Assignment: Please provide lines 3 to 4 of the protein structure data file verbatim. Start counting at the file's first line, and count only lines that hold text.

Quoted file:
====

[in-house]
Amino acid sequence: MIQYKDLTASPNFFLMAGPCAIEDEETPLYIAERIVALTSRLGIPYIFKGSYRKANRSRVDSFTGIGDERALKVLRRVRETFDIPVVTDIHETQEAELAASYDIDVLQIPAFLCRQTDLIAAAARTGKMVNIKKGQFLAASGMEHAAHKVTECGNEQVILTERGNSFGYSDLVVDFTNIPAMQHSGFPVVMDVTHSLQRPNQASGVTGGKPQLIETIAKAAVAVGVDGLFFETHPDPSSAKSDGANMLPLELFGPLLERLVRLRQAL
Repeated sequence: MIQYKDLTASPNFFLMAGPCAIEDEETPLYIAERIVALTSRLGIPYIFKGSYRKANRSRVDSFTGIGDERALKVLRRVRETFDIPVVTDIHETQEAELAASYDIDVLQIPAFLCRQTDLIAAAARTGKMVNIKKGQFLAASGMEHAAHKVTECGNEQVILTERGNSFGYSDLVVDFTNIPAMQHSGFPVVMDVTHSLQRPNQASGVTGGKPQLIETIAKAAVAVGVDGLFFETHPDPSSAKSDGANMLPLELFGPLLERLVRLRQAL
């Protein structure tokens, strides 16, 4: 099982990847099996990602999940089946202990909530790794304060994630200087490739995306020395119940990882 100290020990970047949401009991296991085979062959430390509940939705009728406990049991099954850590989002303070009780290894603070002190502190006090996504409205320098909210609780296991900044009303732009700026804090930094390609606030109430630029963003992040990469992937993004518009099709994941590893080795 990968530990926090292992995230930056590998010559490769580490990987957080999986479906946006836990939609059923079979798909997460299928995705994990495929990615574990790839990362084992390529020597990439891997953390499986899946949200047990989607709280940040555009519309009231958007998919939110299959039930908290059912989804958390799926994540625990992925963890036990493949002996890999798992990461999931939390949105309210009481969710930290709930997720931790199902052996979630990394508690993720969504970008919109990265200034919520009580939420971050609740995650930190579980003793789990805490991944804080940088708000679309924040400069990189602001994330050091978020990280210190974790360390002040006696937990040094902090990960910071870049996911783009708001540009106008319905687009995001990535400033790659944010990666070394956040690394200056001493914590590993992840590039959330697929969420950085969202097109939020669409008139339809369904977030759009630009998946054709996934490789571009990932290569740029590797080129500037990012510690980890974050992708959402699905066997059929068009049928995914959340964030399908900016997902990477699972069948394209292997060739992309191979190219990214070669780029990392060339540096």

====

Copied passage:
Repeated sequence: MIQYKDLTASPNFFLMAGPCAIEDEETPLYIAERIVALTSRLGIPYIFKGSYRKANRSRVDSFTGIGDERALKVLRRVRETFDIPVVTDIHETQEAELAASYDIDVLQIPAFLCRQTDLIAAAARTGKMVNIKKGQFLAASGMEHAAHKVTECGNEQVILTERGNSFGYSDLVVDFTNIPAMQHSGFPVVMDVTHSLQRPNQASGVTGGKPQLIETIAKAAVAVGVDGLFFETHPDPSSAKSDGANMLPLELFGPLLERLVRLRQAL
């Protein structure tokens, strides 16, 4: 099982990847099996990602999940089946202990909530790794304060994630200087490739995306020395119940990882 100290020990970047949401009991296991085979062959430390509940939705009728406990049991099954850590989002303070009780290894603070002190502190006090996504409205320098909210609780296991900044009303732009700026804090930094390609606030109430630029963003992040990469992937993004518009099709994941590893080795 990968530990926090292992995230930056590998010559490769580490990987957080999986479906946006836990939609059923079979798909997460299928995705994990495929990615574990790839990362084992390529020597990439891997953390499986899946949200047990989607709280940040555009519309009231958007998919939110299959039930908290059912989804958390799926994540625990992925963890036990493949002996890999798992990461999931939390949105309210009481969710930290709930997720931790199902052996979630990394508690993720969504970008919109990265200034919520009580939420971050609740995650930190579980003793789990805490991944804080940088708000679309924040400069990189602001994330050091978020990280210190974790360390002040006696937990040094902090990960910071870049996911783009708001540009106008319905687009995001990535400033790659944010990666070394956040690394200056001493914590590993992840590039959330697929969420950085969202097109939020669409008139339809369904977030759009630009998946054709996934490789571009990932290569740029590797080129500037990012510690980890974050992708959402699905066997059929068009049928995914959340964030399908900016997902990477699972069948394209292997060739992309191979190219990214070669780029990392060339540096």